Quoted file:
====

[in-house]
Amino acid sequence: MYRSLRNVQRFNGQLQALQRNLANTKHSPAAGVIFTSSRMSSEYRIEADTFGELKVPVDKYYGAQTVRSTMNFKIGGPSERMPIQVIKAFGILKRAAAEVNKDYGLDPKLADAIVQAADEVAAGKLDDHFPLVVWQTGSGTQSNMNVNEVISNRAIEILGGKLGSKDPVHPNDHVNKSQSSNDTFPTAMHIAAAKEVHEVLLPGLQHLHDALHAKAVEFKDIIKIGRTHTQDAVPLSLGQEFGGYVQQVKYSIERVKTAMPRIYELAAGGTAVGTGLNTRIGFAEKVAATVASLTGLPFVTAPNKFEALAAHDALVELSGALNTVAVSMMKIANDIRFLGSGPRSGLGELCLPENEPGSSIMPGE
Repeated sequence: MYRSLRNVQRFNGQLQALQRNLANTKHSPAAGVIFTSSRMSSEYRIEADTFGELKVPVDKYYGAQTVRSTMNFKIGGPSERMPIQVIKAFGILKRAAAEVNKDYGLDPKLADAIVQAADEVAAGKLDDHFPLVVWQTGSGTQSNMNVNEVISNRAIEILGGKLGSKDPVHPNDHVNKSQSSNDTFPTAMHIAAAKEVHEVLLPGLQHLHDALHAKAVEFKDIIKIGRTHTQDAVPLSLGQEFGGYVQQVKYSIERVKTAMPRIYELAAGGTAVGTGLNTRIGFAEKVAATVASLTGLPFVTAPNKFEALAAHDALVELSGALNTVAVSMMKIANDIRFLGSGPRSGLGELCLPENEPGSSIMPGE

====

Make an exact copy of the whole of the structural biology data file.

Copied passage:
[in-house]
Amino acid sequence: MYRSLRNVQRFNGQLQALQRNLANTKHSPAAGVIFTSSRMSSEYRIEADTFGELKVPVDKYYGAQTVRSTMNFKIGGPSERMPIQVIKAFGILKRAAAEVNKDYGLDPKLADAIVQAADEVAAGKLDDHFPLVVWQTGSGTQSNMNVNEVISNRAIEILGGKLGSKDPVHPNDHVNKSQSSNDTFPTAMHIAAAKEVHEVLLPGLQHLHDALHAKAVEFKDIIKIGRTHTQDAVPLSLGQEFGGYVQQVKYSIERVKTAMPRIYELAAGGTAVGTGLNTRIGFAEKVAATVASLTGLPFVTAPNKFEALAAHDALVELSGALNTVAVSMMKIANDIRFLGSGPRSGLGELCLPENEPGSSIMPGE
Repeated sequence: MYRSLRNVQRFNGQLQALQRNLANTKHSPAAGVIFTSSRMSSEYRIEADTFGELKVPVDKYYGAQTVRSTMNFKIGGPSERMPIQVIKAFGILKRAAAEVNKDYGLDPKLADAIVQAADEVAAGKLDDHFPLVVWQTGSGTQSNMNVNEVISNRAIEILGGKLGSKDPVHPNDHVNKSQSSNDTFPTAMHIAAAKEVHEVLLPGLQHLHDALHAKAVEFKDIIKIGRTHTQDAVPLSLGQEFGGYVQQVKYSIERVKTAMPRIYELAAGGTAVGTGLNTRIGFAEKVAATVASLTGLPFVTAPNKFEALAAHDALVELSGALNTVAVSMMKIANDIRFLGSGPRSGLGELCLPENEPGSSIMPGE